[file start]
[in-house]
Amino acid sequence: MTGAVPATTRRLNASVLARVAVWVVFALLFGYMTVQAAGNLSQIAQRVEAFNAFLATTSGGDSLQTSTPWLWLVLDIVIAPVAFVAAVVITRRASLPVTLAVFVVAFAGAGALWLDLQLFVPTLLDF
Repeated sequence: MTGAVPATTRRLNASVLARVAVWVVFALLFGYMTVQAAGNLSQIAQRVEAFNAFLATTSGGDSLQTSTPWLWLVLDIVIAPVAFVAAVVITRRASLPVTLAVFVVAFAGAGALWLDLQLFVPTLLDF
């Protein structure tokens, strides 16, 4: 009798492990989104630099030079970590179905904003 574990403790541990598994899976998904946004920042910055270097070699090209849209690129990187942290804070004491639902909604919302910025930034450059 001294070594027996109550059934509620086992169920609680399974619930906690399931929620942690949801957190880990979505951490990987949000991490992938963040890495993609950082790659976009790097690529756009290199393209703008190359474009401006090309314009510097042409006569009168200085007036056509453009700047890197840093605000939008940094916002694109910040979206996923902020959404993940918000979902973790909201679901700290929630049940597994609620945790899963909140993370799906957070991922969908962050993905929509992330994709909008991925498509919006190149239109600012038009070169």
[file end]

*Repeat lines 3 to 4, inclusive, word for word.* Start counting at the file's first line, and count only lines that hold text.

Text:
Repeated sequence: MTGAVPATTRRLNASVLARVAVWVVFALLFGYMTVQAAGNLSQIAQRVEAFNAFLATTSGGDSLQTSTPWLWLVLDIVIAPVAFVAAVVITRRASLPVTLAVFVVAFAGAGALWLDLQLFVPTLLDF
């Protein structure tokens, strides 16, 4: 009798492990989104630099030079970590179905904003 574990403790541990598994899976998904946004920042910055270097070699090209849209690129990187942290804070004491639902909604919302910025930034450059 001294070594027996109550059934509620086992169920609680399974619930906690399931929620942690949801957190880990979505951490990987949000991490992938963040890495993609950082790659976009790097690529756009290199393209703008190359474009401006090309314009510097042409006569009168200085007036056509453009700047890197840093605000939008940094916002694109910040979206996923902020959404993940918000979902973790909201679901700290929630049940597994609620945790899963909140993370799906957070991922969908962050993905929509992330994709909008991925498509919006190149239109600012038009070169």